Saga of Bohok-Chapter 4

Chapter 4

The sun had just begun to set, starting the long summer twilight. The sky reflected on the water and made the boats look like they were travelling on a river of gold. It had taken Bohok half the day to run up to the Fish-Eater village but the boats, aided by the current took but a quarter of that time.

The boats rounded the last bend in the river and revealed the great fish, a black mountain of flesh atop the sandbar. Bohok sat in the bow of Chief Yoosin’s own boat, and he could clearly hear the gasp of the other men in the boat as they first glimpsed the fish.

Bohok tried to hide his smile as he jumped out of the boat and pulled it up onto the sandbar. More boats pulled up on the sandbar, they carried most of the adult men in the tribe. Few men failed to follow the Chief down the river.

The Chief leapt over the side of the boat with a grace that belied his age. He walked slowly towards the great fish. His footsteps were careful and quiet like a stalking hunter.  When he reached the fish he outstretched a hand and placed it carefully on the creature, like he was trying to penetrate a mirage. His eyes widened with surprise at the feel of its hard flesh.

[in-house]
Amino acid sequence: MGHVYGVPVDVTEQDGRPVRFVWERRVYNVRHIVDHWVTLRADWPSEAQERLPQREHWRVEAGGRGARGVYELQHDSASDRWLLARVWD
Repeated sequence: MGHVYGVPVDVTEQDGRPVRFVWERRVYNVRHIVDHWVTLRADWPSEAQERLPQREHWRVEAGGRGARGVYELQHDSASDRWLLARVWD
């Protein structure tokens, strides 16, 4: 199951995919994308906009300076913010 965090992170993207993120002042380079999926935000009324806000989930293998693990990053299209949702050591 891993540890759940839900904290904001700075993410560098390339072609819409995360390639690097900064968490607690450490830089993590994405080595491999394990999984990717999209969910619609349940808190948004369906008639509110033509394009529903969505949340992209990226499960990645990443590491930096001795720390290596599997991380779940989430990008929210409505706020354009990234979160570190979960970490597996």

He ran his fingers along the smooth skin and walked down the length of the creature, carefully examining it as he walked. He paused to look more carefully at its giant mouth, Bohok’s net still dangling from it. He paused again at its eye, stared a moment into its depths and then moved on. He paused at the flippers and where he could see the blow hole on top of its head.  When he got down to the creatures tail he nodded to himself.

When the chief turned away from the beast he found himself surrounded by the men of the village. They crowded around him eager to hear what the chief would say. Bohok stayed back out of the crowd of men, but still close enough to hear.